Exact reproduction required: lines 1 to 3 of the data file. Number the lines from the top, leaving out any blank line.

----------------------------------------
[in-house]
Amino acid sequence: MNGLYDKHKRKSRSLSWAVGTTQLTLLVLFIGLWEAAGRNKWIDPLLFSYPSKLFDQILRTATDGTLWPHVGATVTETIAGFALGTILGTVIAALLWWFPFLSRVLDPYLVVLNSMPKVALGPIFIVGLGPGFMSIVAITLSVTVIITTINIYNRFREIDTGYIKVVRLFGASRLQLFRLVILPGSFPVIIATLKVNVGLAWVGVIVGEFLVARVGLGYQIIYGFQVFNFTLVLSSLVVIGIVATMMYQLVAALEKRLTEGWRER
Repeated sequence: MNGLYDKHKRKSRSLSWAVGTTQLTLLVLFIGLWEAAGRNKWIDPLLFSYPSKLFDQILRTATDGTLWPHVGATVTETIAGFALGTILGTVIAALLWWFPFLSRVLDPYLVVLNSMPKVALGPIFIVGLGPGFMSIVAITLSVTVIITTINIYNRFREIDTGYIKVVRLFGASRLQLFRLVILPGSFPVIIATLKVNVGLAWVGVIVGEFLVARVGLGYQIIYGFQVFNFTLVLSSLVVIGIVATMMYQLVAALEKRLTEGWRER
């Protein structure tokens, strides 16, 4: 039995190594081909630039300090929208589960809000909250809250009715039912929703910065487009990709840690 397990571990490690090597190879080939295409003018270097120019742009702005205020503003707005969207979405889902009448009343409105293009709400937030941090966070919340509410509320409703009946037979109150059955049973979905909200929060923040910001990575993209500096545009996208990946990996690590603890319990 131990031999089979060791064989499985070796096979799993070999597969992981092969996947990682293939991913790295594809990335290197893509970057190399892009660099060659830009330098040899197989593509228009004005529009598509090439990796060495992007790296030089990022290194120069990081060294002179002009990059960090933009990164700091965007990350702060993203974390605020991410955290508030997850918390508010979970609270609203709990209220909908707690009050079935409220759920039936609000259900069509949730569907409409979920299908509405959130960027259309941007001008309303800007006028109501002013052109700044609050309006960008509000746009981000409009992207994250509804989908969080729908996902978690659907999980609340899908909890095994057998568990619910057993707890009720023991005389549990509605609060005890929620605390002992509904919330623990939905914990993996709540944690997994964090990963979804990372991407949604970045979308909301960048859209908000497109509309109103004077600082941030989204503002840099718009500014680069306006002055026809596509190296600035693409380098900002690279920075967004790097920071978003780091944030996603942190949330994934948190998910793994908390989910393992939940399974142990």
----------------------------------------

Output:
[in-house]
Amino acid sequence: MNGLYDKHKRKSRSLSWAVGTTQLTLLVLFIGLWEAAGRNKWIDPLLFSYPSKLFDQILRTATDGTLWPHVGATVTETIAGFALGTILGTVIAALLWWFPFLSRVLDPYLVVLNSMPKVALGPIFIVGLGPGFMSIVAITLSVTVIITTINIYNRFREIDTGYIKVVRLFGASRLQLFRLVILPGSFPVIIATLKVNVGLAWVGVIVGEFLVARVGLGYQIIYGFQVFNFTLVLSSLVVIGIVATMMYQLVAALEKRLTEGWRER
Repeated sequence: MNGLYDKHKRKSRSLSWAVGTTQLTLLVLFIGLWEAAGRNKWIDPLLFSYPSKLFDQILRTATDGTLWPHVGATVTETIAGFALGTILGTVIAALLWWFPFLSRVLDPYLVVLNSMPKVALGPIFIVGLGPGFMSIVAITLSVTVIITTINIYNRFREIDTGYIKVVRLFGASRLQLFRLVILPGSFPVIIATLKVNVGLAWVGVIVGEFLVARVGLGYQIIYGFQVFNFTLVLSSLVVIGIVATMMYQLVAALEKRLTEGWRER